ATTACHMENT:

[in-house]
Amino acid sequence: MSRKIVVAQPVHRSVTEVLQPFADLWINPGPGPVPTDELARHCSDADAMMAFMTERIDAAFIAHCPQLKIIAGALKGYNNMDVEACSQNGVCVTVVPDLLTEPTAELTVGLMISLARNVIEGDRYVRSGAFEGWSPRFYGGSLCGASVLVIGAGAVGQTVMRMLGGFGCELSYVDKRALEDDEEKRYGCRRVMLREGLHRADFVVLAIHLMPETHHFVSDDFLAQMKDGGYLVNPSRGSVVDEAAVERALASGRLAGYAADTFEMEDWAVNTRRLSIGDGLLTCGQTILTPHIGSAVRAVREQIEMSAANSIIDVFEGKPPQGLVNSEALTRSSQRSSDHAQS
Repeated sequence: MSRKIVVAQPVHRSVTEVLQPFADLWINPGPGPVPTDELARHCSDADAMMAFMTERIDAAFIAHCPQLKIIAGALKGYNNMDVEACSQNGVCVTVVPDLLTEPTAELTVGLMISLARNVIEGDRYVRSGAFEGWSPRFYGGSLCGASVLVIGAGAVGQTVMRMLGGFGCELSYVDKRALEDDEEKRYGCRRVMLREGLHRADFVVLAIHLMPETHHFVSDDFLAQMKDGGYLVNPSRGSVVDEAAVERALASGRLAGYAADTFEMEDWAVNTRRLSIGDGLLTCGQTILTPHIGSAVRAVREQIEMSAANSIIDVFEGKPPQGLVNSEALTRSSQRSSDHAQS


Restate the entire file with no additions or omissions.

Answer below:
[in-house]
Amino acid sequence: MSRKIVVAQPVHRSVTEVLQPFADLWINPGPGPVPTDELARHCSDADAMMAFMTERIDAAFIAHCPQLKIIAGALKGYNNMDVEACSQNGVCVTVVPDLLTEPTAELTVGLMISLARNVIEGDRYVRSGAFEGWSPRFYGGSLCGASVLVIGAGAVGQTVMRMLGGFGCELSYVDKRALEDDEEKRYGCRRVMLREGLHRADFVVLAIHLMPETHHFVSDDFLAQMKDGGYLVNPSRGSVVDEAAVERALASGRLAGYAADTFEMEDWAVNTRRLSIGDGLLTCGQTILTPHIGSAVRAVREQIEMSAANSIIDVFEGKPPQGLVNSEALTRSSQRSSDHAQS
Repeated sequence: MSRKIVVAQPVHRSVTEVLQPFADLWINPGPGPVPTDELARHCSDADAMMAFMTERIDAAFIAHCPQLKIIAGALKGYNNMDVEACSQNGVCVTVVPDLLTEPTAELTVGLMISLARNVIEGDRYVRSGAFEGWSPRFYGGSLCGASVLVIGAGAVGQTVMRMLGGFGCELSYVDKRALEDDEEKRYGCRRVMLREGLHRADFVVLAIHLMPETHHFVSDDFLAQMKDGGYLVNPSRGSVVDEAAVERALASGRLAGYAADTFEMEDWAVNTRRLSIGDGLLTCGQTILTPHIGSAVRAVREQIEMSAANSIIDVFEGKPPQGLVNSEALTRSSQRSSDHAQS